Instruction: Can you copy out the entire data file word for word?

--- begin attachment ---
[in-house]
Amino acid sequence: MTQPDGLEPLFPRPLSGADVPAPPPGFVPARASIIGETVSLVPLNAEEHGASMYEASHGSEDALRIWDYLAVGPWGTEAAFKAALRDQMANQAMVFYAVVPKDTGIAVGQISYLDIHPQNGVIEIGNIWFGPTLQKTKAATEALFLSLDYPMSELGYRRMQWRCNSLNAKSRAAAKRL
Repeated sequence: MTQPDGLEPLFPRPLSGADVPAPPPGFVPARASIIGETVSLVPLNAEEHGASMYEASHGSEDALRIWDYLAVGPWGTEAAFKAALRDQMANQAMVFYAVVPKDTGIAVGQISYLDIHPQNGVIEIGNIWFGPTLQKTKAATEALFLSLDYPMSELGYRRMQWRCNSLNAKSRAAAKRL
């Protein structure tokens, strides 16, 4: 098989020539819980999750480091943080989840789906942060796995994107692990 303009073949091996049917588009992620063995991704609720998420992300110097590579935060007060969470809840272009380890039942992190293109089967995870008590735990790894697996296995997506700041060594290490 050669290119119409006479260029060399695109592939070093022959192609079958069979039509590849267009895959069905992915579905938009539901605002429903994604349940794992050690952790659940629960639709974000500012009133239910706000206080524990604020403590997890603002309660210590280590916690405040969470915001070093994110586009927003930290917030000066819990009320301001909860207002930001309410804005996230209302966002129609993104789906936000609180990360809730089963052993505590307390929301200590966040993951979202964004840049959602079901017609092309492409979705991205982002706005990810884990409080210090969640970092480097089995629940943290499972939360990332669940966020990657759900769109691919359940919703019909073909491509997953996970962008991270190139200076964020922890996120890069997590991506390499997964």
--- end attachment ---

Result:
[in-house]
Amino acid sequence: MTQPDGLEPLFPRPLSGADVPAPPPGFVPARASIIGETVSLVPLNAEEHGASMYEASHGSEDALRIWDYLAVGPWGTEAAFKAALRDQMANQAMVFYAVVPKDTGIAVGQISYLDIHPQNGVIEIGNIWFGPTLQKTKAATEALFLSLDYPMSELGYRRMQWRCNSLNAKSRAAAKRL
Repeated sequence: MTQPDGLEPLFPRPLSGADVPAPPPGFVPARASIIGETVSLVPLNAEEHGASMYEASHGSEDALRIWDYLAVGPWGTEAAFKAALRDQMANQAMVFYAVVPKDTGIAVGQISYLDIHPQNGVIEIGNIWFGPTLQKTKAATEALFLSLDYPMSELGYRRMQWRCNSLNAKSRAAAKRL
């Protein structure tokens, strides 16, 4: 098989020539819980999750480091943080989840789906942060796995994107692990 303009073949091996049917588009992620063995991704609720998420992300110097590579935060007060969470809840272009380890039942992190293109089967995870008590735990790894697996296995997506700041060594290490 050669290119119409006479260029060399695109592939070093022959192609079958069979039509590849267009895959069905992915579905938009539901605002429903994604349940794992050690952790659940629960639709974000500012009133239910706000206080524990604020403590997890603002309660210590280590916690405040969470915001070093994110586009927003930290917030000066819990009320301001909860207002930001309410804005996230209302966002129609993104789906936000609180990360809730089963052993505590307390929301200590966040993951979202964004840049959602079901017609092309492409979705991205982002706005990810884990409080210090969640970092480097089995629940943290499972939360990332669940966020990657759900769109691919359940919703019909073909491509997953996970962008991270190139200076964020922890996120890069997590991506390499997964």